The next day I tried phoning AP’s President Curley directly. I was unable to reach Curley, since he was on the road giving his Sunshine Week speeches ("Secrecy," Curley says, "is for losers"), but I left a message for him with an assistant. She said someone would respond.
I am still waiting.
It is clearly time to go to AP’s superiors. The fact is, AP is a cooperative. It is not owned by Corporate Communications spokespeople or by its CEO or even by its board of directors. It is owned by the thousands of newspapers and broadcast stations around the United States that use AP reports. These newspapers, radio and television stations are the true directors of AP, and bear the responsibility for its coverage.
In the end, it appears, the only way that Americans will receive full, unbiased reporting from AP on Israel-Palestine will be when these member-owners demand such coverage from their employees in the Middle East and in New York. As long as AP’s owners remain too busy or too negligent to ensure the quality and accuracy of their Israel-Palestine coverage, the handful of people within AP who are distorting its news reporting on this tragic, life-and-death, globally destabilizing issue will quite likely continue to do so.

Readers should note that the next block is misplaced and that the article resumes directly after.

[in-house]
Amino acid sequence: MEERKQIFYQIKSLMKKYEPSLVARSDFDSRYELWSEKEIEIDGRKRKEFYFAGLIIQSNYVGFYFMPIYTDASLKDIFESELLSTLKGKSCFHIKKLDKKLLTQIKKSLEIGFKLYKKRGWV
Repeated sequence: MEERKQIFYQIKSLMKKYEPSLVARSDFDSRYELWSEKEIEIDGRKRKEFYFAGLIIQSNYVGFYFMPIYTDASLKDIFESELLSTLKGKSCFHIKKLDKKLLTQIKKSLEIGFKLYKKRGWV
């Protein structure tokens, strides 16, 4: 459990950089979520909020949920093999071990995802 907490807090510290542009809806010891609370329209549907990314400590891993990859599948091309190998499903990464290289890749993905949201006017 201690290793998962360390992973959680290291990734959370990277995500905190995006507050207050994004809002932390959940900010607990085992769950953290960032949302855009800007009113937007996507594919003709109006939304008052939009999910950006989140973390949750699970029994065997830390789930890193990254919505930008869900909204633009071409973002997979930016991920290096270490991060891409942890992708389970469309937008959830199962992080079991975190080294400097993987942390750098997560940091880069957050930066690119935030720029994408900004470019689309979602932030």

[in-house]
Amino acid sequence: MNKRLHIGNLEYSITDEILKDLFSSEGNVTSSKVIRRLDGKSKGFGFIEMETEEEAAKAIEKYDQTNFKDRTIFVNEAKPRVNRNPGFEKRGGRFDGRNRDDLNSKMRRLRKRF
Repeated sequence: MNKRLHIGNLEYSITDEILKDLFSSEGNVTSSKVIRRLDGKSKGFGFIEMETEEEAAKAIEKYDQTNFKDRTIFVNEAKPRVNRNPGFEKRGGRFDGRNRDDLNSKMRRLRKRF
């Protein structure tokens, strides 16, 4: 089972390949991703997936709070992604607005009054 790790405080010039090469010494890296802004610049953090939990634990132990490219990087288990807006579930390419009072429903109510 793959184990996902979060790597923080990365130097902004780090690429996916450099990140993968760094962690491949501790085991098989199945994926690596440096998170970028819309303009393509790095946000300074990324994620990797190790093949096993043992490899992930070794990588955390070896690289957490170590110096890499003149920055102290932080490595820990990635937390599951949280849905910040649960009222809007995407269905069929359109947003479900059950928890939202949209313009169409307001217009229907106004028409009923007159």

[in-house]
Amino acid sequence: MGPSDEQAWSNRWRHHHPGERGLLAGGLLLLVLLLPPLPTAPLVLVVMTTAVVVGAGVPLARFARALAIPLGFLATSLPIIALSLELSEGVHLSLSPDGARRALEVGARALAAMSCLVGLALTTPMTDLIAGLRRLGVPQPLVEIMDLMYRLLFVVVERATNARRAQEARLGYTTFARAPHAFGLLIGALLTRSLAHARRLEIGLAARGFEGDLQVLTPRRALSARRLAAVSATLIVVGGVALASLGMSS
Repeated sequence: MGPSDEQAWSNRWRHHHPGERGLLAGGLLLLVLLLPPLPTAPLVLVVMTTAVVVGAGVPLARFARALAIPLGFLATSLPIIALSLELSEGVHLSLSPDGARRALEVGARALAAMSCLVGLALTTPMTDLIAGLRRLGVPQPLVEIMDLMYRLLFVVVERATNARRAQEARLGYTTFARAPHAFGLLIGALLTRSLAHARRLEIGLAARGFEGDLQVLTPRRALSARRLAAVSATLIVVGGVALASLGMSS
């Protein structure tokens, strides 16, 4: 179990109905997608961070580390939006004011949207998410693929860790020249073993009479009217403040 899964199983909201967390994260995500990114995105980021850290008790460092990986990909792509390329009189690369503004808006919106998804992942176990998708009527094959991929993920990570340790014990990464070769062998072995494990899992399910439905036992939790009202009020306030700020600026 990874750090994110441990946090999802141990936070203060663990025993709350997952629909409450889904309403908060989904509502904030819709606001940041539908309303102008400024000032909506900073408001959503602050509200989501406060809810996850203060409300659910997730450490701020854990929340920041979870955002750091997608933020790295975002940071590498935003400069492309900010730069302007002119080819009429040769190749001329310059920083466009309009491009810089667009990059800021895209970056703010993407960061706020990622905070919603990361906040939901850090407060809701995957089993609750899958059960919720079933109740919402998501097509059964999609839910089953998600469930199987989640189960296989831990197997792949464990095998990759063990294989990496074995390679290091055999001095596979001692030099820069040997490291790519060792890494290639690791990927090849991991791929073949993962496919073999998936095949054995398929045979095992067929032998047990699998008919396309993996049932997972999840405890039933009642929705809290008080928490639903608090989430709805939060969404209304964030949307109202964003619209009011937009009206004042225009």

In the final analysis, therefore, it is up to us–members of the public–to step in. Everyone who believes that Americans have the right and the need to receive full, undistorted information on all issues, including Israel-Palestine, must take action. We must require our news media to fulfill their profoundly important obligation, and we must ourselves distribute the critical information our media are leaving out.
If we don’t take action, no one else will.
AP can be reached at 212-621-1500.
Alison Weir, a former journalist, is Executive Director of If Americans Knew, which is currently conducting a statistical analysis of AP’s coverage of Israel-Palestine, to be released within a few months. The organization has created cards that describe AP actions for people to disseminate in their communities.